Saturday 14 November 12:00 - 17:00

St Pancras Old Church
Pancras Road
London
NW1 1UL

Registration

The Black Vampyre and Other Creations: Gothic Visions of New Worlds

Other

Talks, a tour, quill pen making, and flash fiction competition on Gothic dreams of new worlds

This event is centred upon a group of visionary writers who have strong links with St Pancras Old Church—Mary Wollstonecraft, William Godwin, Mary and Percy Shelley, and John Polidori. We will explore Gothic dreams of new worlds and the creatures that inhabit them, notably Mary Shelley’s plague world, John Polidori’s vampire, and the ghosts of WW1. Attendees will visit the scene of Mary and Percy Shelley’s courtship and Polidori’s resting place, and contemplate Gothic worlds via presentations and performances by Marcus Sedgwick (novelist), Dr Karl Bell (historian), Dr Sam George (vampire expert), and Dr Bill Hughes (Gothic scholar).

Schedule

12.00–12.10 Welcome – The Being Human Festival and Gothic New Worlds

12.10–12.25 Marcus Sedgwick, ‘“The stories are begun”: Writing, sanity, illness, and John Polidori’. Marcus Sedgwick is an award-winning writer for young adults who explores Gothic themes of illness and mortality.

12.25–12.40 Karl Bell, ‘Afterlives and Afterworlds: Spiritualism, the spirit world, and the First World War’. Dr Karl Bell is Reader in Cultural and Social History and the Director of the popular Supernatural Cities Project at the University of Portsmouth, an interdisciplinary network of humanities and social-science research into urban environments.

12.40–13.25 Gothic Graveyard Tour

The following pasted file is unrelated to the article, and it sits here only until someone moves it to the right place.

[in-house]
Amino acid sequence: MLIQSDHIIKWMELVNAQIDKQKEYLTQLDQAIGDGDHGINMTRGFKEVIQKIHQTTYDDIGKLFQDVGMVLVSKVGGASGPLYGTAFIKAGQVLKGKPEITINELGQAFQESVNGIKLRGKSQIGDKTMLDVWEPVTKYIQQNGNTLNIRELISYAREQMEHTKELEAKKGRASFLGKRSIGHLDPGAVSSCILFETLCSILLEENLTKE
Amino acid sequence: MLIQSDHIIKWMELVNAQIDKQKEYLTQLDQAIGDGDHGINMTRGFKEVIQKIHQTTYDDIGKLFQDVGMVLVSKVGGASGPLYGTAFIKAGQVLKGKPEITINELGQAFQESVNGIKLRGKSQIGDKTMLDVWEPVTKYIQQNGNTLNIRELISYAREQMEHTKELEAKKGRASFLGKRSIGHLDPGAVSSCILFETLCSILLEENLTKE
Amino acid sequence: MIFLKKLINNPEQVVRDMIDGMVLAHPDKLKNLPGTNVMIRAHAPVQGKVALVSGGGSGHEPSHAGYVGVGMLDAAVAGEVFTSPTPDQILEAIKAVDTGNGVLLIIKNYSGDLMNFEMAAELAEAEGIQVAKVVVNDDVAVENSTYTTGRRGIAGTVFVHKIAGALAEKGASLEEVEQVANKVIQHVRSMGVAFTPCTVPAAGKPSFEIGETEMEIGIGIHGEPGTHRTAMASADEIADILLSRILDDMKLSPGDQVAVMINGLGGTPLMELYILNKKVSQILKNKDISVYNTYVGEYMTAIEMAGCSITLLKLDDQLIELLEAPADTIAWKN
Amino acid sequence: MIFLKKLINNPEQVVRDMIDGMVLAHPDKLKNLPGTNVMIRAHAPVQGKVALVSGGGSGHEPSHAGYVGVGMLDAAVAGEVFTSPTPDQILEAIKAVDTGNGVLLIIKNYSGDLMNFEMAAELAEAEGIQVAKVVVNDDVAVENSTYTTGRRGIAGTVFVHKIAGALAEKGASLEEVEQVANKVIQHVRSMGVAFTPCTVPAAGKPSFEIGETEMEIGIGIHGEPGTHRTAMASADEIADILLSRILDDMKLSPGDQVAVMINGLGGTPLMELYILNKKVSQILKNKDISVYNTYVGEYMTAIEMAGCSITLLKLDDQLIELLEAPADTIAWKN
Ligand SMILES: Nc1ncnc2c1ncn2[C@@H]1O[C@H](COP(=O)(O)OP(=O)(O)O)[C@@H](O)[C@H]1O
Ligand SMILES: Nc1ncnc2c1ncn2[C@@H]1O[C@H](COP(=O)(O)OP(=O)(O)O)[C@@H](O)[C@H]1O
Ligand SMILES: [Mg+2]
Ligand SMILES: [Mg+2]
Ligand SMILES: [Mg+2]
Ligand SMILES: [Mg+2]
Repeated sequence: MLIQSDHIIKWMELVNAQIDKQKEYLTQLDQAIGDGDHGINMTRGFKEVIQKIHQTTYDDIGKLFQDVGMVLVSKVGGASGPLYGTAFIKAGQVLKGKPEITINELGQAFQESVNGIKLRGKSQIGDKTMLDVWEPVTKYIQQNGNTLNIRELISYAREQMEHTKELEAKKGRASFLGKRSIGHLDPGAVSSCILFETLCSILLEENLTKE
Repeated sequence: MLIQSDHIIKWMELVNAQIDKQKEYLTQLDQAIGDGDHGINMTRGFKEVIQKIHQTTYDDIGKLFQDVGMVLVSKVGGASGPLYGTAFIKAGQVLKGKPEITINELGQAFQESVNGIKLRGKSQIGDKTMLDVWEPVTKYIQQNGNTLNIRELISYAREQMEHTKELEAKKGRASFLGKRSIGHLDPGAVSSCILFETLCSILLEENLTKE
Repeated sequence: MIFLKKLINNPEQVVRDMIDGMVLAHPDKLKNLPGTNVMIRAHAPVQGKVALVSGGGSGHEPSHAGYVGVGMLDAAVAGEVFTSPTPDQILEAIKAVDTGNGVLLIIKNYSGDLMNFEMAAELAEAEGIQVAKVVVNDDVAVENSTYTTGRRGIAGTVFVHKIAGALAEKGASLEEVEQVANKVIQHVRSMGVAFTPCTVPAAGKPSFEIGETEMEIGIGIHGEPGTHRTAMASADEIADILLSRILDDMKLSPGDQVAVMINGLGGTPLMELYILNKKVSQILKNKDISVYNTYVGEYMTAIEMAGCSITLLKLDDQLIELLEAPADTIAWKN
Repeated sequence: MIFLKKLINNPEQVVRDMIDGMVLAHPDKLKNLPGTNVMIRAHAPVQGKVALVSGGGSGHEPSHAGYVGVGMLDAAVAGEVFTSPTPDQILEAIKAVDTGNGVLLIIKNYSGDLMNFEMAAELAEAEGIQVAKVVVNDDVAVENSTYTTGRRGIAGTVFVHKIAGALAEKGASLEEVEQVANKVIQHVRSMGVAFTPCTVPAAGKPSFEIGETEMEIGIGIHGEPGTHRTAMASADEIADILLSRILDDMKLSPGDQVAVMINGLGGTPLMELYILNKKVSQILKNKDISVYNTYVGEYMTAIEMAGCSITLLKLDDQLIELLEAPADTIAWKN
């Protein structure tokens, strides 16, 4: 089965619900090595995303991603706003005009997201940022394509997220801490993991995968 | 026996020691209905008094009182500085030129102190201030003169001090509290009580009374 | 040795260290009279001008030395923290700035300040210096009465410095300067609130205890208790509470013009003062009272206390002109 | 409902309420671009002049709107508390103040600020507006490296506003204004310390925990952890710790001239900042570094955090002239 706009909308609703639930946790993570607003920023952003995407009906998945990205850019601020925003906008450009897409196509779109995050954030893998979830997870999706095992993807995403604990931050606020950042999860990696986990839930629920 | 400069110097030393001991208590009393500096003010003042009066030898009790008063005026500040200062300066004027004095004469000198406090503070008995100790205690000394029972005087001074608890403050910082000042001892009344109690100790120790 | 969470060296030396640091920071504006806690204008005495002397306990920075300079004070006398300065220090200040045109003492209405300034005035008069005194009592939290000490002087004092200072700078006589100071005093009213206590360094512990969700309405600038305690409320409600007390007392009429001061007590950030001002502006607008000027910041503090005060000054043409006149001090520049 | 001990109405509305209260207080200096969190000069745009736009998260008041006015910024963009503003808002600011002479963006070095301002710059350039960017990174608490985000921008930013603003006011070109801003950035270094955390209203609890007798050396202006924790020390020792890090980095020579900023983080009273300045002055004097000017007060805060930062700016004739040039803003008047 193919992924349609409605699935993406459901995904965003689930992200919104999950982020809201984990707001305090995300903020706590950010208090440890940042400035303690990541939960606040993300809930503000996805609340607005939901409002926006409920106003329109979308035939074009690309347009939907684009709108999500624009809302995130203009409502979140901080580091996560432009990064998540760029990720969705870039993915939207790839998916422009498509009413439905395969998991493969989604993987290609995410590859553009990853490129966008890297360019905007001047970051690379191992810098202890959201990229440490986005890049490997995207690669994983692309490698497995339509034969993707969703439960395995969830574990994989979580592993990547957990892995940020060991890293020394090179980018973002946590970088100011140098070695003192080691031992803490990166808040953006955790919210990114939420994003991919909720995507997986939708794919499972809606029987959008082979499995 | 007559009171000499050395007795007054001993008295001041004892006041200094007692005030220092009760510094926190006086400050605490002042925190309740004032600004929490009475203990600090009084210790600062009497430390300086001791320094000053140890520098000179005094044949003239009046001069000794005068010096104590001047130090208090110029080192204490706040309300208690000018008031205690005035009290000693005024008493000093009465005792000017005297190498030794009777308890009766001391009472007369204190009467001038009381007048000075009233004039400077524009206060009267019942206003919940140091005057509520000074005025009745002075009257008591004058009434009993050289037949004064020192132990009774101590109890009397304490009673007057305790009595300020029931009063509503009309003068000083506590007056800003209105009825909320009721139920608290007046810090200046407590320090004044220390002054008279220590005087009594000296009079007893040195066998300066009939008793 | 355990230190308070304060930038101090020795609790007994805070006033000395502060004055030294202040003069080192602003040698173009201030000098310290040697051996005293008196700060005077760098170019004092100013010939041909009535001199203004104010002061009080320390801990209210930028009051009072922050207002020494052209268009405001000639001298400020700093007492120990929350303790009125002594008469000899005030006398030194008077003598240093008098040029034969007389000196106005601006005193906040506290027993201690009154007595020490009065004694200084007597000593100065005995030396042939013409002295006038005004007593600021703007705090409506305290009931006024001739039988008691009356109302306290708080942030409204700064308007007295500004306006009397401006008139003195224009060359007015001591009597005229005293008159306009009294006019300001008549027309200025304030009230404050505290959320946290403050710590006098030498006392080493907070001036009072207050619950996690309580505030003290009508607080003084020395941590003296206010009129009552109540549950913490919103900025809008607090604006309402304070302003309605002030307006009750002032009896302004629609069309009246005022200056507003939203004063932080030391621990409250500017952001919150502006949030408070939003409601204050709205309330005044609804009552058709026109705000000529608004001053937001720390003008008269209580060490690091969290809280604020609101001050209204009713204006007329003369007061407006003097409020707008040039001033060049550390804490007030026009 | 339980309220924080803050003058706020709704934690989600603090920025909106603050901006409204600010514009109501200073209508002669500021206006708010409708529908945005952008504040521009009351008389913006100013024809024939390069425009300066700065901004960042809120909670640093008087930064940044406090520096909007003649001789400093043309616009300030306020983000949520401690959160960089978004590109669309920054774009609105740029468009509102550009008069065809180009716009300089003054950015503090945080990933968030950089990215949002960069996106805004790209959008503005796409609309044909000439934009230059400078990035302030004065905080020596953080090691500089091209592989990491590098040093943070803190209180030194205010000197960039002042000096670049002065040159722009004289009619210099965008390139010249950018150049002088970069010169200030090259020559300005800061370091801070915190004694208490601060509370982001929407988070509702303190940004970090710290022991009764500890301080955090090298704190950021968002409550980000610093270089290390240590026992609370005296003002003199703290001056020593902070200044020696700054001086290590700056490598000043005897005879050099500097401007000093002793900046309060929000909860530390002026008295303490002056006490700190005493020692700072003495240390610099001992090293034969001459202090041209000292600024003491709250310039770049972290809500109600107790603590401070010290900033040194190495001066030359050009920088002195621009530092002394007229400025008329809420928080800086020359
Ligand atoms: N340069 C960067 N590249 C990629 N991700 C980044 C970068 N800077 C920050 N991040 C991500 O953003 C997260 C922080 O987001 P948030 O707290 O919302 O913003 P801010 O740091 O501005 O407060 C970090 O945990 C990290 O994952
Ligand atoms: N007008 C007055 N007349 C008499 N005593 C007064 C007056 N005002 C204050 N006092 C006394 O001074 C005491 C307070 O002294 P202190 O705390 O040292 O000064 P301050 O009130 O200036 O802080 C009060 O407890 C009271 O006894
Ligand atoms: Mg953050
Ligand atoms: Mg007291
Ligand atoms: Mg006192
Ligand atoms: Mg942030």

We’ll be indulging in a spot of Gothic tourism in St Pancras Old Church Graveyard, visiting the grave of Mary Wollstonecraft, mother of Mary Shelley, the author of Frankenstein. It is rumoured that the poet Shelley was drawn to the teenage Mary due to her melancholy habit of reading on her mother’s grave. The grave became the site of Mary and Percy Shelley’s courtship. The tour will also take us to the resting place of John Polidori, the author of ‘The Vampyre’. Polidori’s grave was moved to make way for the railways and today is one of many unsettled headstones marked by the uncanny The Hardy Tree. When the borough of St Pancras undertook the moving of headstones in the late 1860s, a young Thomas Hardy assisted in the removal of remains. The Gothic fusing of the living tree and the stacked gravestones has fascinated writers down the years

13.25–13.40 Tea/coffee and cake

1 3.40–14.55 Bill Hughes, ‘Enlightenment and its shadows: Mary Wollstonecraft, The Last Man, and The Black Vampyre’. Dr Bill Hughes is a literary scholar and co-convenor of the Open Graves, Open Minds Project.

14.55–15.10 Sam George, ‘Polidori’s Vampyre and its progeny: Gothic new worlds’. Dr Sam George is Associate Professor of Research at the University of Hertfordshire and the Convener of the Open Graves, Open Minds Project.

15.10–15.40 Quill Pen Making (equipment and materials provided)

15.40–16.10 Flash fiction competition

We will pay homage to the famous story-writing contest at the Villa Diodati in 1816 where Mary Shelley was inspired by her vision of Frankenstein and where Byron wrote the fragment which Polidori transformed into The Vampyre. Attendees will use their quill pens to write Gothic flash-fiction inspired by our theme of Gothic New Worlds and our wonderfully historic Gothic setting.

16.10–16.40 Tea/coffee and biscuits: Judging and responses

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